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Market Cannibalization Within and Between Gambling Industries: A Systematic Review

Virve Marionneau, Janne Nikkinen

Abstract


In economics, cannibalization refers to a process in which a new product or service partly or completely substitutes for those in existing markets. This systematic review analyses the existing evidence on cannibalization within gambling markets to determine whether such substitution takes place between different types of gambling. The analysis shows that new gambling products substitute to a certain extent for existing gambling products. The sector in which the evidence is most convincing is the casino industry, which cannibalizes lotteries and pari-mutuel racing. There is also evidence that casinos substitute for other casinos and for non-casino electronic gaming machines. Lotteries substitute for casinos, other lotteries, sports betting, and pari-mutuel or racing industries. In other cases, the evidence is less conclusive and sometimes non-existent, or industry relationships are more complicated. This review also found that even in cases where substitution does occur, it is incomplete, and thus the introduction of new products tends to expand the overall gambling market. We discuss these market dynamics and identify gaps in the available research. 

 

Résumé

En économie, on entend par cannibalisation un processus par lequel un nouveau produit ou service se substitue partiellement ou complètement à des produits ou services existants. Cet examen systématique analyse les données dont on dispose sur la cannibalisation dans les marchés du jeu pour déterminer si une telle substitution a lieu entre différents types de jeux de hasard. L’analyse montre que les nouveaux produits de jeux de hasard remplacent, dans une certaine mesure, certains produits de jeu existants. La preuve la plus convaincante est celle portant sur le secteur du casino qui cannibalise les loteries et les courses de pari mutuel. Il est également prouvé que les casinos accaparent légèrement le marché d’autres casinos et d’appareils de jeu hors casino. Les loteries s’approprient une part de marché des casinos, d’autres loteries, de paris sportifs et mutuels ou des secteurs de la course. Dans d’autres cas, les preuves sont moins concluantes, voire inexistantes, ou les relations entre les divers secteurs sont plus compliquées. Cet examen a également révélé que, même dans les cas où il y a un accaparement du marché, il n’est pas total et, par conséquent, le lancement de nouveaux produits tend plutôt à élargir le marché global du jeu. Nous abordons ces dynamiques de marché et cernons les lacunes dans la recherche disponible.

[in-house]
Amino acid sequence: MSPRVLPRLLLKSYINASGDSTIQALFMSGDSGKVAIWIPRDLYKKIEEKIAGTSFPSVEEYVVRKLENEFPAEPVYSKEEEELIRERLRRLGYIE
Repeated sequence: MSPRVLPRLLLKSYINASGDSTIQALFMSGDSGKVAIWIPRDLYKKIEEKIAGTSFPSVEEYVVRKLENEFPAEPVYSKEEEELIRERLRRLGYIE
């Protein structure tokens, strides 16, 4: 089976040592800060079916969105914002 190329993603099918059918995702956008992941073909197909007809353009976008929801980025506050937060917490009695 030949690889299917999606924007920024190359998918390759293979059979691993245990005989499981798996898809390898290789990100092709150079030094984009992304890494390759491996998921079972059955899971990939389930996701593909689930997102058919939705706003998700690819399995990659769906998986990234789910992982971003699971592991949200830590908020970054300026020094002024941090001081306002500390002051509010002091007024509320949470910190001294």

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DOI: http://dx.doi.org/10.4309/jgi.v0i37.3988

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